Am I Entitled To A Disability Exemption From My Employer’s Requirement That All Of Its Employees In New Jersey Be Vaccinated Against COVID-19?
If you are an employee with a disability in New Jersey, you may, or may not, be entitled to a disability exemption from your employer’s requirement that all employees physically entering the workplace be fully vaccinated against COVID-19. If you are an employee with a disability who does not get vaccinated for COVID-19 because of a disability, you must let the employer know that you need an exemption from the requirement or a change at work, known as a reasonable accommodation. To request an accommodation, you need not mention the Americans with Disabilities Act or the New Jersey Law Against Discrimination or use the phrase “reasonable accommodation.” You and your employer will then engage in a flexible, interactive process to identify workplace accommodation options that do not impose an undue hardship (that is, significant difficulty or expense) on your employer.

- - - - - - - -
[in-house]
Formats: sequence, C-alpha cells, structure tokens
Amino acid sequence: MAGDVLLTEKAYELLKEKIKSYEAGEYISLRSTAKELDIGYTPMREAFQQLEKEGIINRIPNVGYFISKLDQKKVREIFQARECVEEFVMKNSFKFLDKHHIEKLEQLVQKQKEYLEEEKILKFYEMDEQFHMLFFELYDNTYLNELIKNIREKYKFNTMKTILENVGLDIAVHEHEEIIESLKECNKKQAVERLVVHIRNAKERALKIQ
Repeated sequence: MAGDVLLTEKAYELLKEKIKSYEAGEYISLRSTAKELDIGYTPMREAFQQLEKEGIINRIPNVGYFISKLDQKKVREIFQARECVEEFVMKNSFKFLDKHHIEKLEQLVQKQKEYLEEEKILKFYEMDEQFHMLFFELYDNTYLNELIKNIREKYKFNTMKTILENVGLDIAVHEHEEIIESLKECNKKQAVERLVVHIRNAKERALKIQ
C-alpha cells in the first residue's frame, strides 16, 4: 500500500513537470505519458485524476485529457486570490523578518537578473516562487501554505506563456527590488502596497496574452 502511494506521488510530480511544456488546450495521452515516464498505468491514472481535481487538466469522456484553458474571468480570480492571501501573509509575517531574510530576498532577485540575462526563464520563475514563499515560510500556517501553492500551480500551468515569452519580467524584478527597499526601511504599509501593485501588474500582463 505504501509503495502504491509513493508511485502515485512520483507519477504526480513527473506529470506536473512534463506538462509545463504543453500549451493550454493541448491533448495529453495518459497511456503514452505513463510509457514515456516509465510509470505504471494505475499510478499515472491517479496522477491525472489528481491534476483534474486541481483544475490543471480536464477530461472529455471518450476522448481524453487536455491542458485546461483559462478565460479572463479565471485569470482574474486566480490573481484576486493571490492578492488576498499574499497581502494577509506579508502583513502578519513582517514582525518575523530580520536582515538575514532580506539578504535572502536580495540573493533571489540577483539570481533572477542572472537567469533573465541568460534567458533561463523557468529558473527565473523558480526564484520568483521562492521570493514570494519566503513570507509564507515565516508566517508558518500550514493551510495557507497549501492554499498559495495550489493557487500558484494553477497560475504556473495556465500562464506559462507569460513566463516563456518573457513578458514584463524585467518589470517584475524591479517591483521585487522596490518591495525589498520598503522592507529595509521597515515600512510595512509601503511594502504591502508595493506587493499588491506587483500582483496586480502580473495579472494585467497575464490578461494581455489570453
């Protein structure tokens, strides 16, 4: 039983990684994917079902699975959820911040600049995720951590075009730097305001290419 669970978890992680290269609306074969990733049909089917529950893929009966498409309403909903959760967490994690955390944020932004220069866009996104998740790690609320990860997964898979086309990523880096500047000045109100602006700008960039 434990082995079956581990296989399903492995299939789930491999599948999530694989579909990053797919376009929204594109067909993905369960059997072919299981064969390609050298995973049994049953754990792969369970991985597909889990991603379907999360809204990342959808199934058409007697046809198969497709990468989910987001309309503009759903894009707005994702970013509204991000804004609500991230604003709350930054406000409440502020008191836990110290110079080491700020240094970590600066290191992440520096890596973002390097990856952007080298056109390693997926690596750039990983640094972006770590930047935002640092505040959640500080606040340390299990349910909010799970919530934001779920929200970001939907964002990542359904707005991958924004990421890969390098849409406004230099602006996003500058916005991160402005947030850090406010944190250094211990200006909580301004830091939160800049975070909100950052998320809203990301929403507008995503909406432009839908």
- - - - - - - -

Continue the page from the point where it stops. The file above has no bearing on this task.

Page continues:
The ability or duty of employers in New Jersey to require all employees physically entering the workplace to be fully vaccinated against COVID-19 is governed by two different bodies of law: federal laws (that is, laws applying throughout the United States) and New Jersey laws. Let’s examine, in turn, each of these sources of authority.
Under the Americans with Disabilities Act (“the ADA”), an employer may require all employees physically entering the workplace to be vaccinated against COVID-19, even though the employer knows that some employees may not get the vaccine because of a disability, provided that certain requirements are met.
Under the ADA, an employer may require an individual with a disability to meet a qualification standard applied to all employees, such as a safety-related standard requiring a COVID-19 vaccination, if the measure is job-related and is consistent with business necessity.
If a particular employee cannot meet such a safety-related qualification standard because of a disability, the employer may not require compliance for that employee unless it can show that the individual would pose a “direct threat” to the health or safety of the employee or others in the workplace. A “direct threat” is a “significant risk of substantial harm” that cannot be eliminated or reduced by reasonable accommodation.
This determination can be broken down into two steps: (i) determining if there is a direct threat and (ii) if there is, assessing whether a reasonable accommodation would reduce or eliminate the threat.